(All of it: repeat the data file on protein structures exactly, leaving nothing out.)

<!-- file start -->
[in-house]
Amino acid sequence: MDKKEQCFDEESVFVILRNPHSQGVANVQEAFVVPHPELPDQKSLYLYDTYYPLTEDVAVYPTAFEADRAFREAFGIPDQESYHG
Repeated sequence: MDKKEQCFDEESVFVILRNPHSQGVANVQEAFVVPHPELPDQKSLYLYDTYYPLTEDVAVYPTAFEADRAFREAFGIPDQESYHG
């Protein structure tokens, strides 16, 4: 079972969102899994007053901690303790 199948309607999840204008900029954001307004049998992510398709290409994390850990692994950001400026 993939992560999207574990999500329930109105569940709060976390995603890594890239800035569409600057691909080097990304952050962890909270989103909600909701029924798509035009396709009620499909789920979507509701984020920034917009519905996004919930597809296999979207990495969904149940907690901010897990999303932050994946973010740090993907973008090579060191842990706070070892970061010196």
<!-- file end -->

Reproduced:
[in-house]
Amino acid sequence: MDKKEQCFDEESVFVILRNPHSQGVANVQEAFVVPHPELPDQKSLYLYDTYYPLTEDVAVYPTAFEADRAFREAFGIPDQESYHG
Repeated sequence: MDKKEQCFDEESVFVILRNPHSQGVANVQEAFVVPHPELPDQKSLYLYDTYYPLTEDVAVYPTAFEADRAFREAFGIPDQESYHG
């Protein structure tokens, strides 16, 4: 079972969102899994007053901690303790 199948309607999840204008900029954001307004049998992510398709290409994390850990692994950001400026 993939992560999207574990999500329930109105569940709060976390995603890594890239800035569409600057691909080097990304952050962890909270989103909600909701029924798509035009396709009620499909789920979507509701984020920034917009519905996004919930597809296999979207990495969904149940907690901010897990999303932050994946973010740090993907973008090579060191842990706070070892970061010196």